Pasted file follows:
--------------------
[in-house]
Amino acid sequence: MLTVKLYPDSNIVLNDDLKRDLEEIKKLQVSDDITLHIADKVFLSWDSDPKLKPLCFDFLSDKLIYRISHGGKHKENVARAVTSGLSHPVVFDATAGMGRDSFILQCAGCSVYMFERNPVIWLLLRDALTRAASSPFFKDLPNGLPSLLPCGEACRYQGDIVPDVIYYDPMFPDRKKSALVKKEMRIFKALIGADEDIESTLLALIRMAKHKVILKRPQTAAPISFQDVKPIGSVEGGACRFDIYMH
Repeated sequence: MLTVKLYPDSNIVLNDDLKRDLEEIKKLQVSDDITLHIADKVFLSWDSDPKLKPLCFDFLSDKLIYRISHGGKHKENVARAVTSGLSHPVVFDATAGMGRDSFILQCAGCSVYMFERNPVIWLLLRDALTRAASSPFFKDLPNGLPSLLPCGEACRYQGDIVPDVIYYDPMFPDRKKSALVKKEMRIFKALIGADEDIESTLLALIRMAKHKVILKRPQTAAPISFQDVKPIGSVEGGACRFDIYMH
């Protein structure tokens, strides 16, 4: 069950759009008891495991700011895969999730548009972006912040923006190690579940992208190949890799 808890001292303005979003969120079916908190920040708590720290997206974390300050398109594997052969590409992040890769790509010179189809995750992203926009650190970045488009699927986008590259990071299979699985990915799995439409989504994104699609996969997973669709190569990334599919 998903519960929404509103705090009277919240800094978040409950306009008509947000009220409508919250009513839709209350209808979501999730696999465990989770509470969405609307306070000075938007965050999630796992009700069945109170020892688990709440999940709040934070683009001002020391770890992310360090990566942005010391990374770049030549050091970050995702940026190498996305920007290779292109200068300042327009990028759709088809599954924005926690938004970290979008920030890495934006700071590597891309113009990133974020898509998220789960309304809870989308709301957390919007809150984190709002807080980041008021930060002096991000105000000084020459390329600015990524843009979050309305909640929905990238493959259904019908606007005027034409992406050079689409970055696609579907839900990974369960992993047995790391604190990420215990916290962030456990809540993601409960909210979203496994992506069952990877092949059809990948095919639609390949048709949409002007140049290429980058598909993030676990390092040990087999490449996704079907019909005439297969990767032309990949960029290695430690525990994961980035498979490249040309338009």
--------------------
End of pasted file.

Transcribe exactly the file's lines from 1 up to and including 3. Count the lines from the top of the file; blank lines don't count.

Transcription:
[in-house]
Amino acid sequence: MLTVKLYPDSNIVLNDDLKRDLEEIKKLQVSDDITLHIADKVFLSWDSDPKLKPLCFDFLSDKLIYRISHGGKHKENVARAVTSGLSHPVVFDATAGMGRDSFILQCAGCSVYMFERNPVIWLLLRDALTRAASSPFFKDLPNGLPSLLPCGEACRYQGDIVPDVIYYDPMFPDRKKSALVKKEMRIFKALIGADEDIESTLLALIRMAKHKVILKRPQTAAPISFQDVKPIGSVEGGACRFDIYMH
Repeated sequence: MLTVKLYPDSNIVLNDDLKRDLEEIKKLQVSDDITLHIADKVFLSWDSDPKLKPLCFDFLSDKLIYRISHGGKHKENVARAVTSGLSHPVVFDATAGMGRDSFILQCAGCSVYMFERNPVIWLLLRDALTRAASSPFFKDLPNGLPSLLPCGEACRYQGDIVPDVIYYDPMFPDRKKSALVKKEMRIFKALIGADEDIESTLLALIRMAKHKVILKRPQTAAPISFQDVKPIGSVEGGACRFDIYMH